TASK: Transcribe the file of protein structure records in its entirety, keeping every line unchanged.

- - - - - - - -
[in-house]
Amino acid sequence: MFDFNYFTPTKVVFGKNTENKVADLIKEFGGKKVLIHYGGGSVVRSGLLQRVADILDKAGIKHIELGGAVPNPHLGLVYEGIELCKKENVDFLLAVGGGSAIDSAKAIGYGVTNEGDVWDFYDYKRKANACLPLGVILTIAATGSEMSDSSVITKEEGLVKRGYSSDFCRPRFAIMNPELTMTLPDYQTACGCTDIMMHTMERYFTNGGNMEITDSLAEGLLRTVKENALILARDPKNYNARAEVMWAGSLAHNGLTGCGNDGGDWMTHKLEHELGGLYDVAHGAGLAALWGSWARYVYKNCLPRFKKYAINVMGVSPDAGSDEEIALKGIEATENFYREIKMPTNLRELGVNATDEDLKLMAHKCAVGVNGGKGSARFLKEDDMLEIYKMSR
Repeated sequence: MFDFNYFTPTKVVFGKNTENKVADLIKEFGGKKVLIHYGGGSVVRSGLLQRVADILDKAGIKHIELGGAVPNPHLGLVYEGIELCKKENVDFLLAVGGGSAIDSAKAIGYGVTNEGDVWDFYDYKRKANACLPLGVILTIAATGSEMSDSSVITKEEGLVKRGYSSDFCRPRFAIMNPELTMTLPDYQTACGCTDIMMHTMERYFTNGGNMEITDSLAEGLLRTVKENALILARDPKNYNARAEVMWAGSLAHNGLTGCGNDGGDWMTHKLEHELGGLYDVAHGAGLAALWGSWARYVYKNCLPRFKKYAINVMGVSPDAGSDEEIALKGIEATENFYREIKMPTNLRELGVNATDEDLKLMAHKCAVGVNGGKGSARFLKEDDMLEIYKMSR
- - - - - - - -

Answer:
[in-house]
Amino acid sequence: MFDFNYFTPTKVVFGKNTENKVADLIKEFGGKKVLIHYGGGSVVRSGLLQRVADILDKAGIKHIELGGAVPNPHLGLVYEGIELCKKENVDFLLAVGGGSAIDSAKAIGYGVTNEGDVWDFYDYKRKANACLPLGVILTIAATGSEMSDSSVITKEEGLVKRGYSSDFCRPRFAIMNPELTMTLPDYQTACGCTDIMMHTMERYFTNGGNMEITDSLAEGLLRTVKENALILARDPKNYNARAEVMWAGSLAHNGLTGCGNDGGDWMTHKLEHELGGLYDVAHGAGLAALWGSWARYVYKNCLPRFKKYAINVMGVSPDAGSDEEIALKGIEATENFYREIKMPTNLRELGVNATDEDLKLMAHKCAVGVNGGKGSARFLKEDDMLEIYKMSR
Repeated sequence: MFDFNYFTPTKVVFGKNTENKVADLIKEFGGKKVLIHYGGGSVVRSGLLQRVADILDKAGIKHIELGGAVPNPHLGLVYEGIELCKKENVDFLLAVGGGSAIDSAKAIGYGVTNEGDVWDFYDYKRKANACLPLGVILTIAATGSEMSDSSVITKEEGLVKRGYSSDFCRPRFAIMNPELTMTLPDYQTACGCTDIMMHTMERYFTNGGNMEITDSLAEGLLRTVKENALILARDPKNYNARAEVMWAGSLAHNGLTGCGNDGGDWMTHKLEHELGGLYDVAHGAGLAALWGSWARYVYKNCLPRFKKYAINVMGVSPDAGSDEEIALKGIEATENFYREIKMPTNLRELGVNATDEDLKLMAHKCAVGVNGGKGSARFLKEDDMLEIYKMSR